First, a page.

Koroistenniemi in Turku was Finland's key secular and ecclesiastic centre in the 1200s. According to a letter by Pope Gregory IX in 1229, the centre of the diocese of Finland, the bishop's see, was moved to Koroinen. Today, only the stone foundation of the church remains. Other buildings have stood on the headland in addition to the church. The ruins of a stone building, thought to have been the Bishop's palace, are the best preserved of these. To the east, Koroistenniemi is surrounded by a 100-metre wall and a dry moat in front. Behind them, the Koroinen estate, which belonged to the church, can be seen from the headland. To the east of the moat, evidence has been found of Iron Age settlements and a cemetery that are both older than the church.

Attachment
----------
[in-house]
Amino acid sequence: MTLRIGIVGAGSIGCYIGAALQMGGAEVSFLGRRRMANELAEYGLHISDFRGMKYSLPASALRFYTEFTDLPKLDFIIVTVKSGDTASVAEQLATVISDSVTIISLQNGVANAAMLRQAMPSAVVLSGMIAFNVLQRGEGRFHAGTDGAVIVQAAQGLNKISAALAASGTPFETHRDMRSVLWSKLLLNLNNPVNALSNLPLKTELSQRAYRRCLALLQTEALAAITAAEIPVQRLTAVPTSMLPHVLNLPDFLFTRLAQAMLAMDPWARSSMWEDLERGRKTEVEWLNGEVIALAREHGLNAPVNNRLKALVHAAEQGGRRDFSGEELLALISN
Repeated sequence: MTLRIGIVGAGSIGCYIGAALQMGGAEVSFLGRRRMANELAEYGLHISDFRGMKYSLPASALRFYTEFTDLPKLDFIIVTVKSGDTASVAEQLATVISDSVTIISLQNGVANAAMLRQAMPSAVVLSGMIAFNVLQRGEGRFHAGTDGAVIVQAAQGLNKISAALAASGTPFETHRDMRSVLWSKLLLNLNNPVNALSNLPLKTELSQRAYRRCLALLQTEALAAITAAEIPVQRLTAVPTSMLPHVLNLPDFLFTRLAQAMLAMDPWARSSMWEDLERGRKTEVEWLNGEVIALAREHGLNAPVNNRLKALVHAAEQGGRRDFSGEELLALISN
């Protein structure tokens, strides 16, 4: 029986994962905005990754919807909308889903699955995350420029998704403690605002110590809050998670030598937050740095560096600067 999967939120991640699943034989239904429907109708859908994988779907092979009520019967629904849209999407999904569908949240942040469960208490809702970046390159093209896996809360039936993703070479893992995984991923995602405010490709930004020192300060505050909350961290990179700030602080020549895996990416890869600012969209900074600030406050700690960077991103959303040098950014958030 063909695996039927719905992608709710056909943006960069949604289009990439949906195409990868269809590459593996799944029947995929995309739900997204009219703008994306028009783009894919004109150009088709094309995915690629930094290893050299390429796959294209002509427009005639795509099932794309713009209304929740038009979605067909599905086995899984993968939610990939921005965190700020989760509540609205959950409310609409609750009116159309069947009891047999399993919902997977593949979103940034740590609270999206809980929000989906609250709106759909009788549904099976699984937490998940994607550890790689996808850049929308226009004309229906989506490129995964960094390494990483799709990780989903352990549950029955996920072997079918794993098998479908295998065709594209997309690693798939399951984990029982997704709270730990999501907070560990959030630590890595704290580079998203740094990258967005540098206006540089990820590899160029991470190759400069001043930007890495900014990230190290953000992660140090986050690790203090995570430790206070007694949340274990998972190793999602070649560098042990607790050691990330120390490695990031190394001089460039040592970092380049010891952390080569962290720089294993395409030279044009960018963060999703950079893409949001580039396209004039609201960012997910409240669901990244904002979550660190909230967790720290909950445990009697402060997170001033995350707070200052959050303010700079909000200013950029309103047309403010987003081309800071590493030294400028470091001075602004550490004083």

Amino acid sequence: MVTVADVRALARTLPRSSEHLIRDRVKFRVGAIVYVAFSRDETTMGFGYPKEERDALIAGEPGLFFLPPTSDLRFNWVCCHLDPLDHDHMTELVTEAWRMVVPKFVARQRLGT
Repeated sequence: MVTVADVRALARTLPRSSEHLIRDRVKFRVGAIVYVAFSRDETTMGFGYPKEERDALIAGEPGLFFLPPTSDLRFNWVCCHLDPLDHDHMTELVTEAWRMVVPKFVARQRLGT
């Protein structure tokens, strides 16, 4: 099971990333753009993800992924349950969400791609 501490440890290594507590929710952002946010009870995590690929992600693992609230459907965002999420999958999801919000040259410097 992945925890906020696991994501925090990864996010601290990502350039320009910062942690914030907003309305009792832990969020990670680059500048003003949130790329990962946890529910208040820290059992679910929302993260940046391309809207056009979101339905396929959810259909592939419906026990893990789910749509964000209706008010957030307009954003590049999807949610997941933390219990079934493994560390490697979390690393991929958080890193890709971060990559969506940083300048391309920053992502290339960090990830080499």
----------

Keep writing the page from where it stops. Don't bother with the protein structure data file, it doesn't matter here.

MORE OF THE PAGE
A guided tour for groups subject to a charge is available by advance booking from the association Elävän kulttuurin Koroinen ry (www.koroinen.info, in Finnish). Advance registration is compulsory for groups.
The Koroinen main building café, run by the association Elävän kulttuurin Koroinen ry (www.koroinen.info, in Finnish), is open on Sundays throughout the year.